Jesses Helms (R-N.C.) to defund the agency, and a weeks-long delay in resolving Western land grazing rights may have seemed like deja vu, but they were in fact the elements of this year’s federal arts appropriation process. On Nov.
11, President Clinton finally signed the 1994 Interior Appropriations bill, which included $170.2 million for the National Endowment for the Arts. Marshaling the bill through Congress proved difficult without a chairman at the NEA’s helm to drive the process (Jane Alexander was not confirmed until late September), and the leadership vacuum–combined with Congress’s deficit-reduction concerns and ongoing NEA controversies–resulted in the lowest annual appropriation since 1989.
The Endowment was further endangered when Sen. Helms offered three amendments to the bill on the Senate floor in mid-September–one to kill the agency entirely, a second to eliminate grants to individual artists and restrict funding to institutions, and a third to direct 70 percent of the NEA’s program budget to state arts agencies for distribution.Appropriations 1992-94The following chart compares appropriations for fiscal years 1992, 1993 and 1994 (all figures are in millions) for the National Endowment for the Arts, National Endowment for the Humanities and Institute for Museum Services.
“Rather, it is funneling most of the money to the big cities–where it is often used to help impose or promote a liberal, immoral, pro-homosexual and perverse culture on the rest of the country.”Despite Helms’s attempts, all three amendments were defeated, and the bill was sent to a House-Senate conference committee where it finally emerged with the higher, Senate-approved NEA budget of $170.2 million, which was viewed as a victory for the arts in such troubled times.At the same time, Sen.
Helms announced a wait-and-see attitude about newly confirmed NEA chairman Alexander, promising a grace period of “at least a year or so in which she can concentrate on upgrading the quality of art supported by the American taxpayers.” But his promise was largely responsible for the stall in the Endowment’s reauthorizing legislation.The House of Representatives passed a two-year reauthorization bill in mid-October by a vote of 304 to 119. Two damaging amendments attached to the bill were handily defeated: the Crane Amendment to abolish the NEA, proposed by Rep.
Philip Crane (R-Ill.) was retired by a 326 to 104 count, and an amendment offered by Rep. Robert Dornan (R-Calif.) to cut funding for the NEA, the National Endowment for the Humanities and the Institute for Museum Services by 40 percent was defeated 281 to 151.
A third amendment to freeze NEA funding to any state that cut its state arts funding, authored by Rep. Steve Gunderson (R-Wisc.) and Rep. Louise Slaughter (D-N.
Y.), passed by a voice vote. A surprise motion to send the reauthorization bill back to committee to address the issue of federal funds to undocumented workers, offered by Rep. Duke Cunningham (R-Calif.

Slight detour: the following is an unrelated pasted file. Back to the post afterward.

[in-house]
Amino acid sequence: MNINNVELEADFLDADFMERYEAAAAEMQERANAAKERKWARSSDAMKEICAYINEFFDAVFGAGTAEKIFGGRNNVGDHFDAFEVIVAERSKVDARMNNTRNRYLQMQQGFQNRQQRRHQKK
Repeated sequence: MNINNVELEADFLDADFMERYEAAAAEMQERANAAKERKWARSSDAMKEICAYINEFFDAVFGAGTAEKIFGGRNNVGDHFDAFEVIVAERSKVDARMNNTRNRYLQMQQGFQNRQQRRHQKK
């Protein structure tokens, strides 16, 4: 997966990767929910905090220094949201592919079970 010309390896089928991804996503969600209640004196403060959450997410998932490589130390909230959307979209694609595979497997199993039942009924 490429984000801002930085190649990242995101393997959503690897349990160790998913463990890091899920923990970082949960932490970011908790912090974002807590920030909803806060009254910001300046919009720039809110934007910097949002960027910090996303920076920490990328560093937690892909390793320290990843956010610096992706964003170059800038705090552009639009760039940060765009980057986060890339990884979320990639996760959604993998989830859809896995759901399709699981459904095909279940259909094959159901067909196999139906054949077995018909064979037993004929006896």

), failed by a very narrow margin of 214 to 210, sending a clear signal about Congress’s discomfort with undocumented workers and its dissatisfaction with the San Diego “Art Rebate” project in which $10 bills were distributed by artists to illegal Mexican workers.In early November, the Senate Labor and Human Resources Committee approved a reauthorization bill identical to the measure passed in the House, but Congress adjourned without taking up the bill for a full Senate vote. At press time, the two-year reauthorization was not expected to be brought to the Senate floor until late January.Legislation to preserve and stabilize nonprofit postal rates was signed into law by President Clinton in October, and the new rates went into effect Nov.
21. The new law increases the third-class nonprofit postal rate by 23 percent over six years (at 3.87 percent per year)–a considerable improvement over proposed 35-45 percent increases. Nonprofit third-class mail is now 8.
3 cents per piece, up from 8.1 cents for pre-sorted mail.
Steele senior deputy chairman, new appointments include Susan Clampitt, deputy chairman for programs; Scott Sanders, deputy chairman for public partnership; Richard Woodruff, congressional liaison; and Olive Mosier, director of policy, planning and research. They are joined by Alexander D. Crary in the newly created position of director of external affairs and White House liaison.Clampitt comes to the NEA after a 30-year career in the arts, holding curatorial and administrative positions at the Montclair Art Museum in New Jersey, the Museum of Modern Art in New York and the Bank Street College of Education.
Sanders served as executive director of the South Carolina Arts Commission for 13 years. Woodruff worked for 13 years for Sen. Howard Metzenbaum (D-Ohio) as staff director and legislative director. Mosier served as executive vice president and chief operations officer of the National Assembly of Local Arts Agencies.
Crary has been the lead Senate staffer on cultural policy for the past 15 years, working for Sen. Claiborne Pell (D-R.I.) on the Senate Subcommittee on Education, Arts and Humanities.Also, Karen Kay Christensen, formerly assistant general counsel at National Public Radio, was named NEA general counsel, and Ginny Terzano has been appointed director of public affairs, after four years as press secretary to the Democratic National Committee.